Meanwhile, the company’s theme at this week’s Freight in the City, an event that promotes sustainable urban deliveries, is ‘Past, Present, Future’. Head of Marketing Katie Purcell explained: “As far as the ‘Past’ is concerned, we’re immensely proud at Mercedes-Benz Trucks UK of our unique and unrivalled heritage.”
Turning to the ‘Present’, and the two modern vehicles on its stand, she continued: “The Econic’s unrivalled Direct Vision credentials mean it’s already the chassis of choice for many safety-conscious customers whose vehicles work in urban applications. From an emissions perspective, like all diesel-engined Mercedes-Benz trucks the Econic can also operate ‘straight out of the box’ on biodiesel and Hydrotreated Vegetable Oil (HVO) fuel and retain full warranty cover.
“FUSO, of course, is also part of the Daimler ‘family’ and its Canter range is sold and supported here in the UK by the Mercedes-Benz Dealer network. As the world’s first fully electric light-duty truck to enter series production, the 7.5-tonne eCanter represents a major advance in the battle to improve air quality in towns and cities.”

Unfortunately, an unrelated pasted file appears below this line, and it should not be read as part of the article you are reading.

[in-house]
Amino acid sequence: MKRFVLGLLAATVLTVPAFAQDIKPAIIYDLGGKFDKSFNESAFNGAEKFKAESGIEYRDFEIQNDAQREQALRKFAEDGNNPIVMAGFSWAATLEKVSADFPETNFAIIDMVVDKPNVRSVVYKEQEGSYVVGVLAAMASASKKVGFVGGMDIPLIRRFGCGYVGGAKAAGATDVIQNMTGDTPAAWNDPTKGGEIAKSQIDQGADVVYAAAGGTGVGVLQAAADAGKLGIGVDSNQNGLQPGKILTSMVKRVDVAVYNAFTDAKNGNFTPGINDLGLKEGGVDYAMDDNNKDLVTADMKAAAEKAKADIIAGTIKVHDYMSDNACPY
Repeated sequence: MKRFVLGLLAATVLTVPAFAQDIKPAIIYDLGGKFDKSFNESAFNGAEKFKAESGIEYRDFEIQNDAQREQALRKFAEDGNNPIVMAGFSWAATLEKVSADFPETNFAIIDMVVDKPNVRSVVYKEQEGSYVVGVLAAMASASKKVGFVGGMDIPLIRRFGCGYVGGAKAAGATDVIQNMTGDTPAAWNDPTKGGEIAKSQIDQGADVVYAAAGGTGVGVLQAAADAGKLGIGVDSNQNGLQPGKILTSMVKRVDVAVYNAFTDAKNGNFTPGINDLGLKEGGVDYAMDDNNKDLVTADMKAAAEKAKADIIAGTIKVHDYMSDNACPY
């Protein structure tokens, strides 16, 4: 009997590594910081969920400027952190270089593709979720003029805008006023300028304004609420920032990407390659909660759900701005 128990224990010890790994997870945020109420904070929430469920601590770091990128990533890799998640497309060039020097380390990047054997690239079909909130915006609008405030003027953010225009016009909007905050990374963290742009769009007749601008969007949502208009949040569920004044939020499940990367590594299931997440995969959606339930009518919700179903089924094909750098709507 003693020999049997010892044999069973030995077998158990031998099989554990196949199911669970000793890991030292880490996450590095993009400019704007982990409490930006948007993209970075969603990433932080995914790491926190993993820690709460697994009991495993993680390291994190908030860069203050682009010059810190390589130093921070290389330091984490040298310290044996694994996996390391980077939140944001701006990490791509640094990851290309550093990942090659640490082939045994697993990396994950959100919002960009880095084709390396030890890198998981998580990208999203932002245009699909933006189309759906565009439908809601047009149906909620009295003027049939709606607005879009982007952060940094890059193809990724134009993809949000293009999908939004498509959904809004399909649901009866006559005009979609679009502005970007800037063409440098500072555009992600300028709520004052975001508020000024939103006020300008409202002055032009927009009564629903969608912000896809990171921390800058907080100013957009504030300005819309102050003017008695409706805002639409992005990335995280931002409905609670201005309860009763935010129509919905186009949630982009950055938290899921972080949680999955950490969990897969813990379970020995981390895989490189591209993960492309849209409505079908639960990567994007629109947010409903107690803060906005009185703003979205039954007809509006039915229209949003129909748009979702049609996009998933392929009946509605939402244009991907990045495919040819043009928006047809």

Encapsulated in a visual presentation, Mercedes-Benz Trucks has adopted a dual-pronged approach to the achievement of an emissions-free ‘Future’ based on a combination of battery and hydrogen fuel cell technology. The first battery-powered eActros and eEconics will reach the UK next year, with eActros LongHaul further down the line and testing of the GenH2 hydrogen prototype now well underway.
“We’re thrilled to be giving Freight in the City visitors this rare opportunity to witness at first hand the vehicle that heralded the age of the motorised truck,” added Katie Purcell. “However, with the era of the internal combustion engine now drawing to a close, our focus is firmly on the future and the introduction of new and innovative products that will ensure the sustainability of the road transport sector for generations to come.”